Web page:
Navigating Inclusion in Peace Transitions: Beyond Elite Bargains
- Inclusive change is slow and incremental. Support to inclusion in peace processes requires realistic, long-term goals and sustained commitment.
- Inclusive change is essentially an internal agenda and is highly politicised. External engagement is best provided through support or guidance.
- Conflict resolution frameworks that prioritise the inclusion of particular groups may make other forms of inclusion harder; external actors can adopt approaches that anticipate and mitigate exclusionary outcomes.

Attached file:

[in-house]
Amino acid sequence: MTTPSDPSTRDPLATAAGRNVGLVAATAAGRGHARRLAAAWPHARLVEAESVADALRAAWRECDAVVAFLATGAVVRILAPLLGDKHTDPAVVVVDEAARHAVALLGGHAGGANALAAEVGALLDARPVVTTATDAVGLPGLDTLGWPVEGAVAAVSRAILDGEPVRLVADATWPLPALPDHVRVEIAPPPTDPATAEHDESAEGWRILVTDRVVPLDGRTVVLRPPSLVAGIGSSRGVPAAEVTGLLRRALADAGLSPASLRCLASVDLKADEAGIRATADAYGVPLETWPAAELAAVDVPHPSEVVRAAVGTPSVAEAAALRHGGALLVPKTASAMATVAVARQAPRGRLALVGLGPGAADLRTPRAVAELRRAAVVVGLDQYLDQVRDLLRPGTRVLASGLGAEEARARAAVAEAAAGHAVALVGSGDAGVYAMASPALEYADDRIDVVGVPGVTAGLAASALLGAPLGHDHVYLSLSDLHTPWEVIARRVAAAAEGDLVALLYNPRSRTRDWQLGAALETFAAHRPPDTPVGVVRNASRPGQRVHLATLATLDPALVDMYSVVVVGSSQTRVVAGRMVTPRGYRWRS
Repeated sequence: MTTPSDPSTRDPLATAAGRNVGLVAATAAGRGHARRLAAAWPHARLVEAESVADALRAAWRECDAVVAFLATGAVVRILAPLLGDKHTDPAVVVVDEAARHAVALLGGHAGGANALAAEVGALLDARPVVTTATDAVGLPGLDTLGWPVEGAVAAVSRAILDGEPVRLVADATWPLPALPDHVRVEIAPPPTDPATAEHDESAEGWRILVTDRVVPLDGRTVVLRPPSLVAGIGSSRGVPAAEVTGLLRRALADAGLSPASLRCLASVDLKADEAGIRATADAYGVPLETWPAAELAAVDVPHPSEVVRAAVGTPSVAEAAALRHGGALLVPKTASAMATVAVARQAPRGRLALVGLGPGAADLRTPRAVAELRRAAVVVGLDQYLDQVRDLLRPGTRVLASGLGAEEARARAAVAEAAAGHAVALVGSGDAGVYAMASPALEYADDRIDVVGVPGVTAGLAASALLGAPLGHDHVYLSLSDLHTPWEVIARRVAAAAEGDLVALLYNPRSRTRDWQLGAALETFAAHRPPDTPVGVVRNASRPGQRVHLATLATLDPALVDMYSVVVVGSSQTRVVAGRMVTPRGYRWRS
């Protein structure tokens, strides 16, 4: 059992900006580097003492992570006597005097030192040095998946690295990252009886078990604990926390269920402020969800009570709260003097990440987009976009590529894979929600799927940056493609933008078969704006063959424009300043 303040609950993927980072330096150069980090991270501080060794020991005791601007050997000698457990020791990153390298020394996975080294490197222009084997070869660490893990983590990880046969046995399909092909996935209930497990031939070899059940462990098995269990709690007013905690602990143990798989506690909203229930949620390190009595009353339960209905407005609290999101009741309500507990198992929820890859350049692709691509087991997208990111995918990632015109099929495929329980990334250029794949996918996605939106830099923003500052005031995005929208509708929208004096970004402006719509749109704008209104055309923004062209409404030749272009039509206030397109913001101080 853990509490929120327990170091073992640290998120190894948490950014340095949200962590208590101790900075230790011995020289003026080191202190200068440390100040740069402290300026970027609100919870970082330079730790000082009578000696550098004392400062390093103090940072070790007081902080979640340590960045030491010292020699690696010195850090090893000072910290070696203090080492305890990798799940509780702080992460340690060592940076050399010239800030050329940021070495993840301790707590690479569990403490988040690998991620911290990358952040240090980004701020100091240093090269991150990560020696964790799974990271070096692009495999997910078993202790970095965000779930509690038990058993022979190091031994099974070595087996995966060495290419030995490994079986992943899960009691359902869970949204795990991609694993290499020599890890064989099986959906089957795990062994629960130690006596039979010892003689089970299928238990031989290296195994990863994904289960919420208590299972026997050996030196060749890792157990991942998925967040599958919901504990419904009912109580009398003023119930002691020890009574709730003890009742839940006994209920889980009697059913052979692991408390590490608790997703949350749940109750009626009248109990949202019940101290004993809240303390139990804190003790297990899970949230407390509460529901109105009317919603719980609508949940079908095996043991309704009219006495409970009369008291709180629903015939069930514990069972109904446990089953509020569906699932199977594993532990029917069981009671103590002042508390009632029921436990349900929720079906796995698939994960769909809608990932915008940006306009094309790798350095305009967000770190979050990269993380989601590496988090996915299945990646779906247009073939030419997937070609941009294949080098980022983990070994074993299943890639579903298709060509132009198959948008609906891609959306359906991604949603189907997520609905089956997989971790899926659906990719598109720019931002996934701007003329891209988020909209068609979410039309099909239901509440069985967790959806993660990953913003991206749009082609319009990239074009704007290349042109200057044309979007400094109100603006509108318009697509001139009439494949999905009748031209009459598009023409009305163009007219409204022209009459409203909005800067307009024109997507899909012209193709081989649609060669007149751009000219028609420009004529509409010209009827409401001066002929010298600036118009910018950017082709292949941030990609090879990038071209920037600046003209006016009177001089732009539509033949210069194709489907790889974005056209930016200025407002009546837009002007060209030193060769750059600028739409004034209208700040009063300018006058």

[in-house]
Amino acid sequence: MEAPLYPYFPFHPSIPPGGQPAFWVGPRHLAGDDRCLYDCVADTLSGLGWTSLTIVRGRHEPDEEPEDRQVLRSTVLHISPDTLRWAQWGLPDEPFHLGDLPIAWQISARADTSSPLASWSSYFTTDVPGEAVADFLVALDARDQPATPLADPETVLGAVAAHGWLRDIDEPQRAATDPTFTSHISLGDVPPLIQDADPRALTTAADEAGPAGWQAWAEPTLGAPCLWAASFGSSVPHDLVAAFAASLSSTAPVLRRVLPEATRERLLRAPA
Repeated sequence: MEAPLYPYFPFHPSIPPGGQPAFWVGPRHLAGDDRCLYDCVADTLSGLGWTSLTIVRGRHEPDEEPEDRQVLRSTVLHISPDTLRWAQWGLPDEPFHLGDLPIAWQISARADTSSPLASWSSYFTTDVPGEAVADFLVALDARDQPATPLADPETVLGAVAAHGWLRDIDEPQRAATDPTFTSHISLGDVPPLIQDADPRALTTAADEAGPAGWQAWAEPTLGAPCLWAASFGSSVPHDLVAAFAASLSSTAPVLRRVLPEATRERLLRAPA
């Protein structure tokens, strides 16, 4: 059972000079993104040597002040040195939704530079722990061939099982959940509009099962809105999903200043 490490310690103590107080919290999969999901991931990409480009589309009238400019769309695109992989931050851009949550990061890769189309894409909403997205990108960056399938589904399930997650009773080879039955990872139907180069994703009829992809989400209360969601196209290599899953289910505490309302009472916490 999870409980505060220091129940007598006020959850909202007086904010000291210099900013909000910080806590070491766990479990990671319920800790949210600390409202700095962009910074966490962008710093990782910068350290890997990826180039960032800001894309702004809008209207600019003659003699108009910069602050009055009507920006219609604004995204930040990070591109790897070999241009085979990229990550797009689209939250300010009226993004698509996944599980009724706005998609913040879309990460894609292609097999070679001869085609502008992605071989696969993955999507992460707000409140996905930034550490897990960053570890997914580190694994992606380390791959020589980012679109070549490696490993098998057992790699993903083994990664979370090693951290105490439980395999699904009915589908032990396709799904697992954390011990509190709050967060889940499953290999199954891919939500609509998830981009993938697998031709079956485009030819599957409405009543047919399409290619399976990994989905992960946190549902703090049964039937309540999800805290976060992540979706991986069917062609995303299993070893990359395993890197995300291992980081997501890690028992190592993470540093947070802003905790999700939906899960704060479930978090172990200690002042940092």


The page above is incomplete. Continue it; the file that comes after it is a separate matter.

- Formal legal instruments can embed and protect inclusion commitments from reactionary pushback.
- Support to excluded groups should be accompanied with incentives to those threatened by inclusion.
- Supporting inclusion at sub-national levels is essential for sustainability and requires specific and disaggregated measures.
Keywords: Inclusion; Transitions; Transitional Justice, Concepts, Peace Processes
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